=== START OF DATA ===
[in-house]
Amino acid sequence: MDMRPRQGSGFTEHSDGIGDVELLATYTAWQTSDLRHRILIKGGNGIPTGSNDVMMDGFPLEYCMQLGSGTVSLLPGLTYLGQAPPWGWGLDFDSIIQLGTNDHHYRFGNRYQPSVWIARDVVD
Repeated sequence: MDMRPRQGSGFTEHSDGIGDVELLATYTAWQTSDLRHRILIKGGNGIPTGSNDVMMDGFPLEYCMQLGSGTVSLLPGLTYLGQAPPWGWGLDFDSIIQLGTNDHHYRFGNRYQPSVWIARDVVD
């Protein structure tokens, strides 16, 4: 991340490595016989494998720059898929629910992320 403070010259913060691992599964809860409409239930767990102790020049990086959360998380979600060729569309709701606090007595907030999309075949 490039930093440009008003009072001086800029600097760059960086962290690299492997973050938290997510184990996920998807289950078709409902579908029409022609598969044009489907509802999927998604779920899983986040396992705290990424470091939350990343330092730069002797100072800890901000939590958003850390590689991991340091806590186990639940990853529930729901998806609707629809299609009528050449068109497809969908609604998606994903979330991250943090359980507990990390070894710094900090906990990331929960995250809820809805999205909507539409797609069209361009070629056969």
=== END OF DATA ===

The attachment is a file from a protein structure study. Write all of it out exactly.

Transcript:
[in-house]
Amino acid sequence: MDMRPRQGSGFTEHSDGIGDVELLATYTAWQTSDLRHRILIKGGNGIPTGSNDVMMDGFPLEYCMQLGSGTVSLLPGLTYLGQAPPWGWGLDFDSIIQLGTNDHHYRFGNRYQPSVWIARDVVD
Repeated sequence: MDMRPRQGSGFTEHSDGIGDVELLATYTAWQTSDLRHRILIKGGNGIPTGSNDVMMDGFPLEYCMQLGSGTVSLLPGLTYLGQAPPWGWGLDFDSIIQLGTNDHHYRFGNRYQPSVWIARDVVD
């Protein structure tokens, strides 16, 4: 991340490595016989494998720059898929629910992320 403070010259913060691992599964809860409409239930767990102790020049990086959360998380979600060729569309709701606090007595907030999309075949 490039930093440009008003009072001086800029600097760059960086962290690299492997973050938290997510184990996920998807289950078709409902579908029409022609598969044009489907509802999927998604779920899983986040396992705290990424470091939350990343330092730069002797100072800890901000939590958003850390590689991991340091806590186990639940990853529930729901998806609707629809299609009528050449068109497809969908609604998606994903979330991250943090359980507990990390070894710094900090906990990331929960995250809820809805999205909507539409797609069209361009070629056969």